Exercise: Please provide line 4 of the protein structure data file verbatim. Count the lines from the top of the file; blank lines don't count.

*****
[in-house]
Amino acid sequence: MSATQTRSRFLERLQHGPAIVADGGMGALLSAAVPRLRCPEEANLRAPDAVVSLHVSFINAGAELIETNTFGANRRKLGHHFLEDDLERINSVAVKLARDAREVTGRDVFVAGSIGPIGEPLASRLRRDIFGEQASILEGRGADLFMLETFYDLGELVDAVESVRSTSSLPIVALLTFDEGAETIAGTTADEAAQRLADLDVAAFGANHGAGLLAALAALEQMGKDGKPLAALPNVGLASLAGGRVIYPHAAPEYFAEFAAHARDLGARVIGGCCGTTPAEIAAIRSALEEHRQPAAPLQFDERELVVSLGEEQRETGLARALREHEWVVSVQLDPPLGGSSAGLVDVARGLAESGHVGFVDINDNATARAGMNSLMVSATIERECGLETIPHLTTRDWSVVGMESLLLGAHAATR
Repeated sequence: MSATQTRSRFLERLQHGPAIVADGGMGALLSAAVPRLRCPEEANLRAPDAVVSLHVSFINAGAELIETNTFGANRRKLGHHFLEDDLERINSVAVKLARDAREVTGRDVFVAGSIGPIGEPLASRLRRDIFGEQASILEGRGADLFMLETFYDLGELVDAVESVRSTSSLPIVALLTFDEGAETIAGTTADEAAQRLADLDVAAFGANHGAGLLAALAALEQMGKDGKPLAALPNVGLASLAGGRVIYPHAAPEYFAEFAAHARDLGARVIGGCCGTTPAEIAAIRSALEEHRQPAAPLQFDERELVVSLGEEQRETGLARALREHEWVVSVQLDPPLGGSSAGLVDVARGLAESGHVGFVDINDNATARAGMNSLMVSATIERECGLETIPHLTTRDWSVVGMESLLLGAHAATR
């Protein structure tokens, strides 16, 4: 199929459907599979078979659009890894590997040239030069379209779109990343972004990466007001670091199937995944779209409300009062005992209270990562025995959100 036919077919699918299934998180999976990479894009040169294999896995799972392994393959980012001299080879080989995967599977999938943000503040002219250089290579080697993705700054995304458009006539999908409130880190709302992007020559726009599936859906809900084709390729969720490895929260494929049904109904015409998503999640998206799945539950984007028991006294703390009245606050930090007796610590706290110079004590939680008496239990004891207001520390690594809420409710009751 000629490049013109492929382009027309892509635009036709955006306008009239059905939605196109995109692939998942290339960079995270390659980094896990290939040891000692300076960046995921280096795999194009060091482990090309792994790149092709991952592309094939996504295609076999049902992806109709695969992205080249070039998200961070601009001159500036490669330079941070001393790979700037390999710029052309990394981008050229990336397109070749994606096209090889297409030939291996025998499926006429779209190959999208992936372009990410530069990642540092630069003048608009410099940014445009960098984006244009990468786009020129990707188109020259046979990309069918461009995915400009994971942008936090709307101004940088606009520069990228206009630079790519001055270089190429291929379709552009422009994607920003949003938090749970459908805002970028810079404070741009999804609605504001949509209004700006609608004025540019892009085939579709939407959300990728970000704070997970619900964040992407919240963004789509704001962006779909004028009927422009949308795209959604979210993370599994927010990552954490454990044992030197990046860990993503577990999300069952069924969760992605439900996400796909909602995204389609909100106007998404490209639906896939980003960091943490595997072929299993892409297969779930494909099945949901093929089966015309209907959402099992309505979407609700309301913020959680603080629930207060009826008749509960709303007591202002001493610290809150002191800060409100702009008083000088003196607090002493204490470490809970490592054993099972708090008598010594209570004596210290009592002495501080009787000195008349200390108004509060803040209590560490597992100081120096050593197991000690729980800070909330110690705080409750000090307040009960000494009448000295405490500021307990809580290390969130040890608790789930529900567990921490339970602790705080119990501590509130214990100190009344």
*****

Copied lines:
């Protein structure tokens, strides 16, 4: 199929459907599979078979659009890894590997040239030069379209779109990343972004990466007001670091199937995944779209409300009062005992209270990562025995959100 036919077919699918299934998180999976990479894009040169294999896995799972392994393959980012001299080879080989995967599977999938943000503040002219250089290579080697993705700054995304458009006539999908409130880190709302992007020559726009599936859906809900084709390729969720490895929260494929049904109904015409998503999640998206799945539950984007028991006294703390009245606050930090007796610590706290110079004590939680008496239990004891207001520390690594809420409710009751 000629490049013109492929382009027309892509635009036709955006306008009239059905939605196109995109692939998942290339960079995270390659980094896990290939040891000692300076960046995921280096795999194009060091482990090309792994790149092709991952592309094939996504295609076999049902992806109709695969992205080249070039998200961070601009001159500036490669330079941070001393790979700037390999710029052309990394981008050229990336397109070749994606096209090889297409030939291996025998499926006429779209190959999208992936372009990410530069990642540092630069003048608009410099940014445009960098984006244009990468786009020129990707188109020259046979990309069918461009995915400009994971942008936090709307101004940088606009520069990228206009630079790519001055270089190429291929379709552009422009994607920003949003938090749970459908805002970028810079404070741009999804609605504001949509209004700006609608004025540019892009085939579709939407959300990728970000704070997970619900964040992407919240963004789509704001962006779909004028009927422009949308795209959604979210993370599994927010990552954490454990044992030197990046860990993503577990999300069952069924969760992605439900996400796909909602995204389609909100106007998404490209639906896939980003960091943490595997072929299993892409297969779930494909099945949901093929089966015309209907959402099992309505979407609700309301913020959680603080629930207060009826008749509960709303007591202002001493610290809150002191800060409100702009008083000088003196607090002493204490470490809970490592054993099972708090008598010594209570004596210290009592002495501080009787000195008349200390108004509060803040209590560490597992100081120096050593197991000690729980800070909330110690705080409750000090307040009960000494009448000295405490500021307990809580290390969130040890608790789930529900567990921490339970602790705080119990501590509130214990100190009344």